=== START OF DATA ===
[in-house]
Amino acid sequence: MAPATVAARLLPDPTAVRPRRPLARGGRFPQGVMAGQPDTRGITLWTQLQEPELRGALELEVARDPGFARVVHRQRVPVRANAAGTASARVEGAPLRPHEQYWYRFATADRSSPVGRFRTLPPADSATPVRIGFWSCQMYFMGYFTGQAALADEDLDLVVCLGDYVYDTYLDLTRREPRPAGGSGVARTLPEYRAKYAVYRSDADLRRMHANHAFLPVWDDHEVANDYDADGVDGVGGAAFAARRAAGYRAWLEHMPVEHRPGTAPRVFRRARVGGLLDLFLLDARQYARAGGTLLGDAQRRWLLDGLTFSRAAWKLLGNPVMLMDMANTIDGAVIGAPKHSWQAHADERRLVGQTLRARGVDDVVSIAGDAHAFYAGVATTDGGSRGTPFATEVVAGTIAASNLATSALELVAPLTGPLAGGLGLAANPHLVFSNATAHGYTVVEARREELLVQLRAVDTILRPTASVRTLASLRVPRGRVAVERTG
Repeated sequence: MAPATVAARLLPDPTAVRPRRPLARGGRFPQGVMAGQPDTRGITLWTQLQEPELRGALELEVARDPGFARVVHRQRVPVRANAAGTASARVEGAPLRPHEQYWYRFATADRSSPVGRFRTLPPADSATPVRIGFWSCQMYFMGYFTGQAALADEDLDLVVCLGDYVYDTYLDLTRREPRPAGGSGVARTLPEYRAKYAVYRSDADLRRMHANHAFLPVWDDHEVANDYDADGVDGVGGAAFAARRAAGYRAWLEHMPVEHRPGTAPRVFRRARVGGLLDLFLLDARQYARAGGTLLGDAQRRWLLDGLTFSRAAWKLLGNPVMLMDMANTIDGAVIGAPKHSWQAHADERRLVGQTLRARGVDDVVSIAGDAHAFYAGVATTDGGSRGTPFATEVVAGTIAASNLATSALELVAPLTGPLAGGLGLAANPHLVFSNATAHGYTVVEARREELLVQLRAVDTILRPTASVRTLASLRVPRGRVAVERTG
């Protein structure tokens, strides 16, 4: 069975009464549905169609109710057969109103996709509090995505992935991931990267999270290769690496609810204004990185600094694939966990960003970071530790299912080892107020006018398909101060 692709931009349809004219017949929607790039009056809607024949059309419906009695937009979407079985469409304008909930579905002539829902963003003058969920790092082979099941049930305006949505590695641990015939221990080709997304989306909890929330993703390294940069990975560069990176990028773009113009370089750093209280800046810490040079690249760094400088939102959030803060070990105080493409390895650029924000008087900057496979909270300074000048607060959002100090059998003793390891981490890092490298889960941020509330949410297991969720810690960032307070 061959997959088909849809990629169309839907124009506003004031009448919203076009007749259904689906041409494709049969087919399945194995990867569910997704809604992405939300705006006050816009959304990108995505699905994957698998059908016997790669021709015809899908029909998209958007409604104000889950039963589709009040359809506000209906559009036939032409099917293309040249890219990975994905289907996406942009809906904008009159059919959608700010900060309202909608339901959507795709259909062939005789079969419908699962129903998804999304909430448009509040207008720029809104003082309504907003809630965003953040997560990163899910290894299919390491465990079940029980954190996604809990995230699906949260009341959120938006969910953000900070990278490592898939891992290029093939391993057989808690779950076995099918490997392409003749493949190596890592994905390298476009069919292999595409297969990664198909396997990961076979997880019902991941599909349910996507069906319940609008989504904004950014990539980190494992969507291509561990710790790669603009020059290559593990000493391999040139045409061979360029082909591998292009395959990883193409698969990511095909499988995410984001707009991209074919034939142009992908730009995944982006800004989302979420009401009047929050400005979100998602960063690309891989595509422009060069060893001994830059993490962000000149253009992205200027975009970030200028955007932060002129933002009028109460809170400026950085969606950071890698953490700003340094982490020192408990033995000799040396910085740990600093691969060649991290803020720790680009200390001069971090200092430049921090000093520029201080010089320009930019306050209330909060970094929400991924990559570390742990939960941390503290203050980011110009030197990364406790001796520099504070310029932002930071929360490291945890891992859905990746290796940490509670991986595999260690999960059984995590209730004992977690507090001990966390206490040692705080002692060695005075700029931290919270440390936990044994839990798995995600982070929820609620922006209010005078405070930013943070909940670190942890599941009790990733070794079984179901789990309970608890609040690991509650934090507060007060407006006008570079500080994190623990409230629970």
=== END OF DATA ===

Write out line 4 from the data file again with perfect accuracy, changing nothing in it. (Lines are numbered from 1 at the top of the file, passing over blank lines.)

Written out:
């Protein structure tokens, strides 16, 4: 069975009464549905169609109710057969109103996709509090995505992935991931990267999270290769690496609810204004990185600094694939966990960003970071530790299912080892107020006018398909101060 692709931009349809004219017949929607790039009056809607024949059309419906009695937009979407079985469409304008909930579905002539829902963003003058969920790092082979099941049930305006949505590695641990015939221990080709997304989306909890929330993703390294940069990975560069990176990028773009113009370089750093209280800046810490040079690249760094400088939102959030803060070990105080493409390895650029924000008087900057496979909270300074000048607060959002100090059998003793390891981490890092490298889960941020509330949410297991969720810690960032307070 061959997959088909849809990629169309839907124009506003004031009448919203076009007749259904689906041409494709049969087919399945194995990867569910997704809604992405939300705006006050816009959304990108995505699905994957698998059908016997790669021709015809899908029909998209958007409604104000889950039963589709009040359809506000209906559009036939032409099917293309040249890219990975994905289907996406942009809906904008009159059919959608700010900060309202909608339901959507795709259909062939005789079969419908699962129903998804999304909430448009509040207008720029809104003082309504907003809630965003953040997560990163899910290894299919390491465990079940029980954190996604809990995230699906949260009341959120938006969910953000900070990278490592898939891992290029093939391993057989808690779950076995099918490997392409003749493949190596890592994905390298476009069919292999595409297969990664198909396997990961076979997880019902991941599909349910996507069906319940609008989504904004950014990539980190494992969507291509561990710790790669603009020059290559593990000493391999040139045409061979360029082909591998292009395959990883193409698969990511095909499988995410984001707009991209074919034939142009992908730009995944982006800004989302979420009401009047929050400005979100998602960063690309891989595509422009060069060893001994830059993490962000000149253009992205200027975009970030200028955007932060002129933002009028109460809170400026950085969606950071890698953490700003340094982490020192408990033995000799040396910085740990600093691969060649991290803020720790680009200390001069971090200092430049921090000093520029201080010089320009930019306050209330909060970094929400991924990559570390742990939960941390503290203050980011110009030197990364406790001796520099504070310029932002930071929360490291945890891992859905990746290796940490509670991986595999260690999960059984995590209730004992977690507090001990966390206490040692705080002692060695005075700029931290919270440390936990044994839990798995995600982070929820609620922006209010005078405070930013943070909940670190942890599941009790990733070794079984179901789990309970608890609040690991509650934090507060007060407006006008570079500080994190623990409230629970």